Trends in Clinical Characteristics and Outcomes in ST-Elevation Myocardial Infarction Hospitalizations in the United States, 2002-2016

Curr Probl Cardiol. 2022 Dec;47(12):101005. doi: 10.1016/j.cpcardiol.2021.101005. Epub 2021 Oct 7.


ST-segment Elevation Myocardial Infarction (STEMI) remains a major modern-day public health problem. We aimed to assess the demographic trends in STEMI related hospitalizations in the United States over a period of fifteen years. The nationwide inpatient sample was queried to obtain information of patients hospitalized with STEMI from January 1, 2002, to December 31, 2016. Annual hospitalization rates were calculated and annual percentage change (APC) was evaluated using regression analysis. A total of 4,121,155 eligible patients were included in this analysis. Overall, the total number of STEMI hospitalization decreased from 421,043 in 2002 to 208,510 in 2016 (P-trend <0.01). With the decreasing trend, the rate was relatively higher among males as compared to females, whites as compared to non-whites, and lower as compared to high socioeconomic status (SES). The rate of PCI in STEMI patients increased from 32.8% in 2002 to 67.8% in 2016 (APC = 5.392%, 95% CI [4.384-6.411], P < 0.001), but was higher among males as compared to females, urban as compared to rural hospitals and higher as compared to lower SES. In-hospital mortality decreased from 11% in 2002 to 10.5% in 2016 (APC = -0.771%, 95% CI [-1.230 to -0.311], P = 0.003), but remained higher among females, rural hospitals and low SES as compared to their correspondent groups. Among STEMI patients, the prevalence of individual comorbidities was noted to be increasing over the study period. Although there has been a declining trend in the number of STEMI hospitalizations, patients with modifiable risk factors presenting with STEMI has been on the rise. Females, rural communities and lower SES groups need special attention because of greater vulnerability.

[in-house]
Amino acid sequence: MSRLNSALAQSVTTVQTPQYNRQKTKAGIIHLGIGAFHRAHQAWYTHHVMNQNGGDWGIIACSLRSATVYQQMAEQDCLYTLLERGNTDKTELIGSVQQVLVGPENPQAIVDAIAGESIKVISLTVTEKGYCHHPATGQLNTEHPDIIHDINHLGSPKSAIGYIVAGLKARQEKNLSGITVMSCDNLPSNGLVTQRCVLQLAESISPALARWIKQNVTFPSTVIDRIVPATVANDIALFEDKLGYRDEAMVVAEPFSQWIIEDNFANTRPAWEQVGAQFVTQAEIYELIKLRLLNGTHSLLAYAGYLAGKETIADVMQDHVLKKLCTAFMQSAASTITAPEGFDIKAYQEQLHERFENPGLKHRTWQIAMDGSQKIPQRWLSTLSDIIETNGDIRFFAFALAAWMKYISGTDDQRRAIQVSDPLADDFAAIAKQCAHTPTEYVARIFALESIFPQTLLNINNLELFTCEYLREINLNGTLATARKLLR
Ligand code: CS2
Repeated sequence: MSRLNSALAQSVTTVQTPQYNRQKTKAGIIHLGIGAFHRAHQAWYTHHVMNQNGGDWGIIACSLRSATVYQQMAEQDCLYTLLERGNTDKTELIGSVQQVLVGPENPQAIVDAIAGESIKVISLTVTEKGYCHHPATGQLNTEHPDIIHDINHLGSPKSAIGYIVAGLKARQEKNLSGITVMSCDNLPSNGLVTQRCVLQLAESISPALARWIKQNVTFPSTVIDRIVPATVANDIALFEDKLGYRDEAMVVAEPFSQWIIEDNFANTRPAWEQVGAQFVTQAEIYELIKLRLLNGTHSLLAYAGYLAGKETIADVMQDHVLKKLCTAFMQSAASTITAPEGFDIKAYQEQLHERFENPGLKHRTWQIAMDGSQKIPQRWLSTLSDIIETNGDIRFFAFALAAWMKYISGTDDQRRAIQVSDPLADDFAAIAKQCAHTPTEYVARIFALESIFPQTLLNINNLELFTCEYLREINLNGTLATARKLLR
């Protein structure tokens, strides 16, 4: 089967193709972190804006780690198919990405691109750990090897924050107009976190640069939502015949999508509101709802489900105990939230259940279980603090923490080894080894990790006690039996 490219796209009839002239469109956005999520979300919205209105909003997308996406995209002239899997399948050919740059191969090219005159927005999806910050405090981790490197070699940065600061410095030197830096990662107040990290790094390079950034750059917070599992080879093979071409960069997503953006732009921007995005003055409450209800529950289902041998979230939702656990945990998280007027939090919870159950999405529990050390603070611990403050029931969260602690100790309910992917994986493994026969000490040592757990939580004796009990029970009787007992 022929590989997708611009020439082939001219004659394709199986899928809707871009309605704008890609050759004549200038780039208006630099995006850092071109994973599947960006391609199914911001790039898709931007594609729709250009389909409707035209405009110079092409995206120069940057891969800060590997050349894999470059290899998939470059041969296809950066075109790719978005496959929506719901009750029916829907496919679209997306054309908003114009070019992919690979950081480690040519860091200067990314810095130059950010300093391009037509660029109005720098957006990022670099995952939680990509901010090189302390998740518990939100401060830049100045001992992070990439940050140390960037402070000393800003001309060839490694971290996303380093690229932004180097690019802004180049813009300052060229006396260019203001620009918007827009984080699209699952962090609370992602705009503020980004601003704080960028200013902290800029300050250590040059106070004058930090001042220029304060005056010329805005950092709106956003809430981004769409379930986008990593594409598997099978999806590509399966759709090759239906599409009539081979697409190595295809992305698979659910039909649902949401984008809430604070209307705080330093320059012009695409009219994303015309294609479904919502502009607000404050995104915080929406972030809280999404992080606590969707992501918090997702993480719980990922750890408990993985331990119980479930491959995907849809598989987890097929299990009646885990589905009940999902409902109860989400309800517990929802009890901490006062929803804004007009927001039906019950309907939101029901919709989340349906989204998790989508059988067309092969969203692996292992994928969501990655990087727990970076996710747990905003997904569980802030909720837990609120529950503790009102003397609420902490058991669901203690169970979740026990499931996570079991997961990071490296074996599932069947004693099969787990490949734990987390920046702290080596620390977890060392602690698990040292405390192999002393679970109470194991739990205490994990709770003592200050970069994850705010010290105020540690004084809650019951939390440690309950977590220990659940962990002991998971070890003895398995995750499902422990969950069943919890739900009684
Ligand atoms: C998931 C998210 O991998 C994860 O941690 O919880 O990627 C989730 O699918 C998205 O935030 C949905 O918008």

MeSH terms

  • Female
  • Hospital Mortality
  • Hospitalization
  • Humans
  • Male
  • Percutaneous Coronary Intervention*
  • Risk Factors
  • ST Elevation Myocardial Infarction* / epidemiology
  • ST Elevation Myocardial Infarction* / therapy
  • Time Factors
  • United States / epidemiology